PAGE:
DALLAS and South San Francisco, CA - February 26, 2019 - The American Heart Association, the leading global public health organization devoted to a world of longer healthier lives, and Verily, Alphabet’s life sciences and healthcare arm, are joining forces on Research Goes Red™, a new initiative to engage women in scientific research that may one day lead to the treatment and cure of the world’s number one killer. Leveraging the American Heart Association's leading Go Red for Women® movement to end heart disease and stroke in women, Research Goes Red invites women across the United States to join the fight by taking part in a major heart health research collaboration through Verily’s Project Baseline.
Historically, clinical studies have not adequately enrolled women or analyzed women-specific heart health data, even though cardiovascular disease remains a woman’s greatest health threat, claiming the lives of one in three women every year.
Beginning in February, American Heart Month, women can join the initiative through Project Baseline, a digital platform and community designed to make it easy and engaging to participate in clinical research and drive healthcare innovation. They may have opportunities to take part in surveys and focus groups, contribute data for clinical research projects, and test new tools, technologies and treatments in the years to come. The initiative aims to raise awareness about heart disease among women and how participation in research could further scientific understanding of heart health.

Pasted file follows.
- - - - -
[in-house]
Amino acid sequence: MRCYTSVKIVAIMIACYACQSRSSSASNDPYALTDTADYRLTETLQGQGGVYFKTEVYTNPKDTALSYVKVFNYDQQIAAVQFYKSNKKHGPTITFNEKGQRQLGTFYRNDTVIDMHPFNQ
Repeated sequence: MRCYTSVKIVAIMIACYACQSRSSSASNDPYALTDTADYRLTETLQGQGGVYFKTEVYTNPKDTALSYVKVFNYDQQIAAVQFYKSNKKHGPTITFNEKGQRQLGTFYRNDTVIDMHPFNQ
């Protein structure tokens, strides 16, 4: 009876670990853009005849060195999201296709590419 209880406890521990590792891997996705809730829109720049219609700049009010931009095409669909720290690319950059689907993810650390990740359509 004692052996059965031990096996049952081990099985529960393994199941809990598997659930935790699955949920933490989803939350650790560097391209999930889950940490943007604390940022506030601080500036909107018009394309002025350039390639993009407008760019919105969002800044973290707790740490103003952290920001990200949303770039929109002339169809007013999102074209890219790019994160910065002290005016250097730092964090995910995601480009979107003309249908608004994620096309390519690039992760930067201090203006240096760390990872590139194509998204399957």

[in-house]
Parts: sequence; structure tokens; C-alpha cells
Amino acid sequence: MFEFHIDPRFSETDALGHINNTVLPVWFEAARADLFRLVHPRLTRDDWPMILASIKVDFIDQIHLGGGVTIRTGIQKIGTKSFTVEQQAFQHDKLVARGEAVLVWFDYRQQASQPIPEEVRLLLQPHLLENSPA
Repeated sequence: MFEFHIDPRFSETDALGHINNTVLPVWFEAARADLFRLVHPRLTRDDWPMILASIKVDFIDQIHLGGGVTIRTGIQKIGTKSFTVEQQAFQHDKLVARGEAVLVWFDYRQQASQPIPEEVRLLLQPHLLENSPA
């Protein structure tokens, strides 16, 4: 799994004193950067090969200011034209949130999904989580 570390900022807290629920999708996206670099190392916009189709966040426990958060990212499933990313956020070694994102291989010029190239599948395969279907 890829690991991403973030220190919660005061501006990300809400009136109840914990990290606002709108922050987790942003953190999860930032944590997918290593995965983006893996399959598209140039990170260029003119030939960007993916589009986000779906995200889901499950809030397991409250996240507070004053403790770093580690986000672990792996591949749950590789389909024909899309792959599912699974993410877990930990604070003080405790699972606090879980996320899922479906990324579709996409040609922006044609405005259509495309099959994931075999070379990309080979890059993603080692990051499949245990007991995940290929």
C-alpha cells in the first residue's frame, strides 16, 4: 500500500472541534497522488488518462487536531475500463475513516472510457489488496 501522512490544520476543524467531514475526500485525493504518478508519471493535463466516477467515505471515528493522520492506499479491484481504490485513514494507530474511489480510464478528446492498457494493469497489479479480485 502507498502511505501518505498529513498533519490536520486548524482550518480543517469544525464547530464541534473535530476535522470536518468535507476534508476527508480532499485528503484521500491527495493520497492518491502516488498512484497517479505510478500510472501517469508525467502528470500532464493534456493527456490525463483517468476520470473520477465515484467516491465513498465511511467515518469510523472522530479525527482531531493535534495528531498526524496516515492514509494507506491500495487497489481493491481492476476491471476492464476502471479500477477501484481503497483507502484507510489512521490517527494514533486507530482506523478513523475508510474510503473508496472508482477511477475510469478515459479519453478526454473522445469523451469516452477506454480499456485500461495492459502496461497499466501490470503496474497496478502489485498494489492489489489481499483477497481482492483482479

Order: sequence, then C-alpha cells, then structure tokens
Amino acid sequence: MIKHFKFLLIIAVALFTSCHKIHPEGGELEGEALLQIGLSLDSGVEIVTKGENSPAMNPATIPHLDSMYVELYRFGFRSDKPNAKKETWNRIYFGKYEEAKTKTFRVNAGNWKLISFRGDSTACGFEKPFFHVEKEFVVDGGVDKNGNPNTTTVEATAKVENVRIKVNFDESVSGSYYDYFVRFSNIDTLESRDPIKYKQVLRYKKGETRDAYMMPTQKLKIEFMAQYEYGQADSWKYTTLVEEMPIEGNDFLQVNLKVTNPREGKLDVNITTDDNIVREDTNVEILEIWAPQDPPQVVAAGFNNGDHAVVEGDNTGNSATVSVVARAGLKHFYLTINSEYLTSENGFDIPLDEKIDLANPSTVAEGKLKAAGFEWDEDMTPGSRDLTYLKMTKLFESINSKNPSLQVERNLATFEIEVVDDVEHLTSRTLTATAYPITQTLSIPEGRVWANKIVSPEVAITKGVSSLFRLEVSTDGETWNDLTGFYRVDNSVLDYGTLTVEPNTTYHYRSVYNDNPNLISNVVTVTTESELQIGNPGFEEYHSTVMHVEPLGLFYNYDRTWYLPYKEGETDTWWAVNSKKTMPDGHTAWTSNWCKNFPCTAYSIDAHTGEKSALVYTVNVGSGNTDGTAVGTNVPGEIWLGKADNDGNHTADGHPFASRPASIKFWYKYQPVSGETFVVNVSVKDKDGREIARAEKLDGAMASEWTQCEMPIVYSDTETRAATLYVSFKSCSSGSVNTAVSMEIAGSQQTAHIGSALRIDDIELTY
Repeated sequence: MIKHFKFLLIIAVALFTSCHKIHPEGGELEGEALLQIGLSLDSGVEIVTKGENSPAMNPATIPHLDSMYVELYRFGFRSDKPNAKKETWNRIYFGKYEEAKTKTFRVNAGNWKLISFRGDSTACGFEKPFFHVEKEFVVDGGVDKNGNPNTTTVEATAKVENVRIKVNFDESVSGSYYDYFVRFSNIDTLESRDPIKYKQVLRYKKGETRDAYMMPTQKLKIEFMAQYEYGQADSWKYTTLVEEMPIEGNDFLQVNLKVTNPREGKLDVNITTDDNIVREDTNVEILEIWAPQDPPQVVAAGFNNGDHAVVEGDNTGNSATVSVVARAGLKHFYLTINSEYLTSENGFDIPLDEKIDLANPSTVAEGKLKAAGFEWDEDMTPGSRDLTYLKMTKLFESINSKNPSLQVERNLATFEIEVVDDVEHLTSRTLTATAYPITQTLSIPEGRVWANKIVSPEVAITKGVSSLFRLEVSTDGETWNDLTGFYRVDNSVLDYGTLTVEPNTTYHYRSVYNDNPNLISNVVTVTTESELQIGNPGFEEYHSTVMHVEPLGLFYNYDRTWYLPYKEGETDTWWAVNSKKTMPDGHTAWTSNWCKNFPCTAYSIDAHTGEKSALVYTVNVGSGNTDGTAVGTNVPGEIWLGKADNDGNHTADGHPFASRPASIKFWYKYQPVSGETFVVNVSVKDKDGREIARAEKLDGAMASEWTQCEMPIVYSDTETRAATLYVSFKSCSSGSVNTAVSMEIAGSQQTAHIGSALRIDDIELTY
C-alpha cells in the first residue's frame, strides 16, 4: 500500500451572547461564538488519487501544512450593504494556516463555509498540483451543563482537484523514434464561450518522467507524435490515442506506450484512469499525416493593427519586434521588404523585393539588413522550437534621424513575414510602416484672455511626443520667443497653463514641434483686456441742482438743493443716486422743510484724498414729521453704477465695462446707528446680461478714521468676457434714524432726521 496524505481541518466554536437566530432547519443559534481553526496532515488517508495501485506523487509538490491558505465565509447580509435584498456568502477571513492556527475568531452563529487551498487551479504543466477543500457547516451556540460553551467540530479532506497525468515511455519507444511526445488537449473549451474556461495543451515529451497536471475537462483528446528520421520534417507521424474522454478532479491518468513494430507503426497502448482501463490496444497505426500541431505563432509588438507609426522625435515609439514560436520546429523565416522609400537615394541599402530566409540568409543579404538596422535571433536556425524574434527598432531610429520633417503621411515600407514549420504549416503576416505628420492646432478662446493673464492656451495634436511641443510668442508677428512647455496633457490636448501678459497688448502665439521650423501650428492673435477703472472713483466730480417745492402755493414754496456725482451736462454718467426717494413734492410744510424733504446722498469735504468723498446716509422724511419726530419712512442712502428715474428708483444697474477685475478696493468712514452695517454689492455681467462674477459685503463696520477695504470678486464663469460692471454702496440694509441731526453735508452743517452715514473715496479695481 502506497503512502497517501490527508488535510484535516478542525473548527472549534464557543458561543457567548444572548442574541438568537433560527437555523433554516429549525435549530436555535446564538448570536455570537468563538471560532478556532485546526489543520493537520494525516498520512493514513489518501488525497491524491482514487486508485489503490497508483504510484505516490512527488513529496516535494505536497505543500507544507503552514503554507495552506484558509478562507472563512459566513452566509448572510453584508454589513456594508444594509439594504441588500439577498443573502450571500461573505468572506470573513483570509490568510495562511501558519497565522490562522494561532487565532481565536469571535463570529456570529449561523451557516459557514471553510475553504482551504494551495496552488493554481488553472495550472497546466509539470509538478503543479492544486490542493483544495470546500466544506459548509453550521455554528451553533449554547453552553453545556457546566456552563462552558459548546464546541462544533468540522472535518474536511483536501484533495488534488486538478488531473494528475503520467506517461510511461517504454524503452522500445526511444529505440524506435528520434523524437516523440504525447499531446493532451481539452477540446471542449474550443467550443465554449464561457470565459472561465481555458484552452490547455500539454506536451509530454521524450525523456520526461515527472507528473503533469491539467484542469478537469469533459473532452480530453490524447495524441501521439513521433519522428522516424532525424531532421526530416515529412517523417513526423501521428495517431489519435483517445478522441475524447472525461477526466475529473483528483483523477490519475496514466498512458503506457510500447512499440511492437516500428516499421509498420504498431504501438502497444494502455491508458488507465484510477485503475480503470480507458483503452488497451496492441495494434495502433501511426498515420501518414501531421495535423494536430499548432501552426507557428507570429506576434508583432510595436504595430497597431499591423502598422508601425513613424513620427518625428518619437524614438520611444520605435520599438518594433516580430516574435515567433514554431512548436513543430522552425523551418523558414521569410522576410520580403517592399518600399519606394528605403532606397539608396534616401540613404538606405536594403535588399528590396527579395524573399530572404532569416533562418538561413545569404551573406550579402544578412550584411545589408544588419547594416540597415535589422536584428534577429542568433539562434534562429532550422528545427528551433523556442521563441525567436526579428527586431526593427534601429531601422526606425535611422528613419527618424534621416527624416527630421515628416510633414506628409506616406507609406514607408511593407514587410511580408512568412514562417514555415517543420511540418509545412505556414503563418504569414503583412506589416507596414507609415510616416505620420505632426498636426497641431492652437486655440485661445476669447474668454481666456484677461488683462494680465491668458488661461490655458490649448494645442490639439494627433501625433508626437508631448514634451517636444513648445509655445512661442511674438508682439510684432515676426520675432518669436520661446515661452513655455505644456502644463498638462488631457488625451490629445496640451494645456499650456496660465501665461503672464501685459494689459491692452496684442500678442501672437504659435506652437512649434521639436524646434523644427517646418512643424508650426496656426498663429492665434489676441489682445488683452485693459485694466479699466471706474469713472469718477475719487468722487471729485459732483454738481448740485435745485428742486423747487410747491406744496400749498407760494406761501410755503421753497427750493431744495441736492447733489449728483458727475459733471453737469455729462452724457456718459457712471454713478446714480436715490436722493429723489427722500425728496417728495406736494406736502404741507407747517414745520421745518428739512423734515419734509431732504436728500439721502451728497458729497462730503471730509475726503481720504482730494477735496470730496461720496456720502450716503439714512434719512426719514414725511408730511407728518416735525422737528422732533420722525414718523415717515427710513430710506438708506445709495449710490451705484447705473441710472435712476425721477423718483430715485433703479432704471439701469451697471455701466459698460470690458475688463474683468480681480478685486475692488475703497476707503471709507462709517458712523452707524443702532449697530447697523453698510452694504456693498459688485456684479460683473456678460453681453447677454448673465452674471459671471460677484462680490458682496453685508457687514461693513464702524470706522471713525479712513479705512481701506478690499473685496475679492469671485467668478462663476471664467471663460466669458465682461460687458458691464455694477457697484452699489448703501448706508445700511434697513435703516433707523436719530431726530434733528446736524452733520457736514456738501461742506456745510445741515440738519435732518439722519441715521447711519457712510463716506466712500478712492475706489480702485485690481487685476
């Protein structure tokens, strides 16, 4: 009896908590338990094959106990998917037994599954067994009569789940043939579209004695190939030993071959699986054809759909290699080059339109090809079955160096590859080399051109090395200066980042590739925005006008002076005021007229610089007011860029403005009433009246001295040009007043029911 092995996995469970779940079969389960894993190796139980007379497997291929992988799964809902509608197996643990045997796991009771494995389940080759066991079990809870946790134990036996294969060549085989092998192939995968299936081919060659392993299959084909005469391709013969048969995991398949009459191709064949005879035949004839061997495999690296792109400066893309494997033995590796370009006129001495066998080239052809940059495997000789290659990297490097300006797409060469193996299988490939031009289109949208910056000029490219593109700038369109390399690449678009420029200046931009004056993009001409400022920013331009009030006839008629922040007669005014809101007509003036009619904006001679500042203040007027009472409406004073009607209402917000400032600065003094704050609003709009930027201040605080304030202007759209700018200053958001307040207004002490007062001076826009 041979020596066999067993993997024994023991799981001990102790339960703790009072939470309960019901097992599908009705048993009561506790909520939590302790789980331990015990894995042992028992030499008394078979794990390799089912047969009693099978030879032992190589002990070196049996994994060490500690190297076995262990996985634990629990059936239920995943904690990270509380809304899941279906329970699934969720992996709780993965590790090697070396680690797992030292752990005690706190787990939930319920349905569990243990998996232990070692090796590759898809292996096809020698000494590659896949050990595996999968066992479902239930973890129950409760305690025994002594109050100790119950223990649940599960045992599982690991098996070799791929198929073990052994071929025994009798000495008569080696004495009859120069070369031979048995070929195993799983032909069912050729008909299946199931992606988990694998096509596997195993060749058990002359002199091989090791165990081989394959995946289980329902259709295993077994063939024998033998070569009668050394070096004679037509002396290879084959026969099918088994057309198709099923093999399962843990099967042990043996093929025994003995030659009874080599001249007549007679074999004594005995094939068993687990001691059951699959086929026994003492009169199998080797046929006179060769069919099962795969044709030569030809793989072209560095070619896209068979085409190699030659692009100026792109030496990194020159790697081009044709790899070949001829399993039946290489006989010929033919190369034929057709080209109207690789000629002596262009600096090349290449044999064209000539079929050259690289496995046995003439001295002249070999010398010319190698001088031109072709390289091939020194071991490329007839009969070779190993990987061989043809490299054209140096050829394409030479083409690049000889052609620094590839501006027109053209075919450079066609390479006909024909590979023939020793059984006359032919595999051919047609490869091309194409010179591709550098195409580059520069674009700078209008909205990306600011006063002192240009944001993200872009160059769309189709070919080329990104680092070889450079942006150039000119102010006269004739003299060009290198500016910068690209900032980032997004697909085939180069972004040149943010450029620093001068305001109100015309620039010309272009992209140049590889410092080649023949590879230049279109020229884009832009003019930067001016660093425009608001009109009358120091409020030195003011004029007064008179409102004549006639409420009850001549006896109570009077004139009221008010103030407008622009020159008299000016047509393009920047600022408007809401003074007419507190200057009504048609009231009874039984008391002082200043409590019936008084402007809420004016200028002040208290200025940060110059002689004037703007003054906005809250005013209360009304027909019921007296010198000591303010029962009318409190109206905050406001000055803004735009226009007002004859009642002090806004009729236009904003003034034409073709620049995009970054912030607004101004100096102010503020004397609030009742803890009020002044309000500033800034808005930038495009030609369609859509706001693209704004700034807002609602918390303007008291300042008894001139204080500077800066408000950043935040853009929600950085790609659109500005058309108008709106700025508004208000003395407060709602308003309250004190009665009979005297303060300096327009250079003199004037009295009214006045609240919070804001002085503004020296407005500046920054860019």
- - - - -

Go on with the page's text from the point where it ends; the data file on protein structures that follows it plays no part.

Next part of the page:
“Research Goes Red empowers our growing and passionate community of committed and engaged women to share their health information to greatly enhance what we know about women’s heart disease and potentially help prevent it,“ said Nancy Brown, chief executive officer, American Heart Association. “Our collaboration with Verily through Project Baseline will accelerate world-class clinical research powered by the momentum of the Go Red for Women movement.”
Nearly 80 percent of cardiac events can be prevented, yet more than 17.3 million people die from cardiovascular disease globally each year. Go Red for Women and Project Baseline want to change these statistics by increasing the number of female participants in clinical studies.
“Through clinical research we have an opportunity to uncover new insights about health, and by making it easy for individuals to participate, we can develop a comprehensive map that could inform treatment or care decisions,” said Jessica Mega, chief medical and scientific officer, Verily. “Collaborating with the American Heart Association through Project Baseline will help inform more women about the value of participating in research, how to contribute, and a new way to ‘Go Red’.”
The American Heart Association’s Go Red for Women movement has been a trusted, passionate, relevant force for change to end heart disease and stroke in women all over the world for the last 15 years. Go Red for Women provides a platform for women to come together, raise awareness, fund lifesaving research, advocate for change and improve the lives of all women everywhere.